Reason for Hope: Visit from Jane Goodall

In the last week, Jane Goodall visited the European LIFE Northern Bald Ibis project. This famous and charismatic scientist revolutionized our society’s thinking about the relationship between humans and animals with her field research on chimpanzees in the 1960s.

New start: Beginning of a new season and a new LIFE project

Even though we have left our newsletters open for a long period of time, we have not been idle. Quite the contrary. We have been preparing for a new, large European LIFE project. The continuation of the project for the next seven years is now secured. Ten partners from Austria, Germany, Italy and Switzerland, under the leadership of the Zoo Vienna will continue to build up the Northern Bald Ibis population, establish new colonies, continue and expand the campaigns against illegal bird hunting and electrocution on unsecured medium-voltage pylons, and implement numerous other species conservation measures.

COVID again

Once again, our project team has been affected by COVID infections. Despite vaccination and protective measures that go beyond the legal requirements, two people have been infected. These circumstances have made it necessary to move the bald ibis from the Zoo Vienna to the camp in Seekirchen am Wallersee prematurely on 21st April.

TARGET NORTHERN BALD IBIS: ILLEGAL HUNTING STILL CAUSES ONE THIRD OF THE LOSSES IN ITALY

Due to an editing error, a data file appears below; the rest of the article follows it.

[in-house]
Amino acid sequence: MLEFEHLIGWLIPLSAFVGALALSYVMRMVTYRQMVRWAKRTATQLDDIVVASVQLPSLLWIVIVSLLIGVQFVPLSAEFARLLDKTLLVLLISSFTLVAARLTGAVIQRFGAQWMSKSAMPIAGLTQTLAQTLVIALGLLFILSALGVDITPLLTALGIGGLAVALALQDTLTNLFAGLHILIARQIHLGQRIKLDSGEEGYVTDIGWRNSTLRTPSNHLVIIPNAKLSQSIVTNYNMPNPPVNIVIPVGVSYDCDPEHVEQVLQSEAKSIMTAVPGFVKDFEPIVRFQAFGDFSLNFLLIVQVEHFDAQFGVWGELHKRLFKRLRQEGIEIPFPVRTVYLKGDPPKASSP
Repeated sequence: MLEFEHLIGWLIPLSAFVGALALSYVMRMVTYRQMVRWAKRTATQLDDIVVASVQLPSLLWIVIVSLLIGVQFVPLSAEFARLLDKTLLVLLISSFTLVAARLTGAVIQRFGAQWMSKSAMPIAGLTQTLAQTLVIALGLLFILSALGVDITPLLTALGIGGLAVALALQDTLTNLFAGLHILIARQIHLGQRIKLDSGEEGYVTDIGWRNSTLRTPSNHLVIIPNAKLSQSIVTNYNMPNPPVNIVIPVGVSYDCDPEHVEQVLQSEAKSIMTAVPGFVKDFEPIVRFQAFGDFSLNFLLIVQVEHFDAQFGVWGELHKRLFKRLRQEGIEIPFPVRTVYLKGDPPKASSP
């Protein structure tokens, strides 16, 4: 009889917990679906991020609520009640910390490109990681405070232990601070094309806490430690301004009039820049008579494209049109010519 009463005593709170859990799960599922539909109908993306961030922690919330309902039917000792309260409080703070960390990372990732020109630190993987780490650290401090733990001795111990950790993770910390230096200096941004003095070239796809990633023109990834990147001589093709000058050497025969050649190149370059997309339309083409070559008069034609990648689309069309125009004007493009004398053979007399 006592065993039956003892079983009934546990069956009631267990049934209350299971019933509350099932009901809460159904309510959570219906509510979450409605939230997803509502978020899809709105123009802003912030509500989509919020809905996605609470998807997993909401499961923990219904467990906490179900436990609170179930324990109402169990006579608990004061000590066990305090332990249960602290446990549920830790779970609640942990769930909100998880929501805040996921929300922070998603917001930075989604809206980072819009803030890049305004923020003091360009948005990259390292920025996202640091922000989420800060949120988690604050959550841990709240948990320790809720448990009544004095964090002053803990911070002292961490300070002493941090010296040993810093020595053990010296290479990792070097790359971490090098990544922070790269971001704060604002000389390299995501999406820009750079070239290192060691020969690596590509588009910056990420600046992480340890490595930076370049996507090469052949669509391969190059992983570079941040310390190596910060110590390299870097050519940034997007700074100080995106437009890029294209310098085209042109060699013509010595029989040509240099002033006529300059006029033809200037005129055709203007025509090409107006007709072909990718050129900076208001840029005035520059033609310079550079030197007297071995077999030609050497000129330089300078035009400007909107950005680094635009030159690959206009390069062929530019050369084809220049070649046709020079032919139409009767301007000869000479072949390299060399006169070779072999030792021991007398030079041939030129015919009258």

Extensive GPS-monitoring of the Northern Bald Ibis (NBI) release population proves that illegal hunting is responsible for about 30% of bird losses in Italy. This substantially affects the population development and endangers the survival of the population every year. In 2021 alone, there was concrete evidence for seven kills. Since in around half of the cases, the exact cause of death cannot be determined, it must be assumed that the actual number of birds shot in Italy is significantly higher.

GERO’S CASE: A shot out of the blue

Numerous partners support the reintroduction of the Northern Bald Ibis in Europe. After successful implementation of the first project supported by the EU from 2014 to 2019, a second LIFE project started in 2022, with 10 partners in four countries under the direction of Zoo Vienna. The project LIFE Northern Bald Ibis aims to establish a self-sustaining European population with more than 360 individuals.

Offspring everywhere

This year we have Northern Bald Ibises of the European release population breeding at four different sites. The most established breeding colonies are in Kuchl, Country of Salzburg (AUT), and in Burghausen, Bavaria (GER). On both sites, birds are breeding at six nests. In the newly established breeding colony Überlingen, Baden-Württemberg (GER), this is the second breeding season with a very pleasing number of seven nests. Furthermore, we have a first breeding pair in our newly established breeding colony in Rosegg, Carinthia (AUT).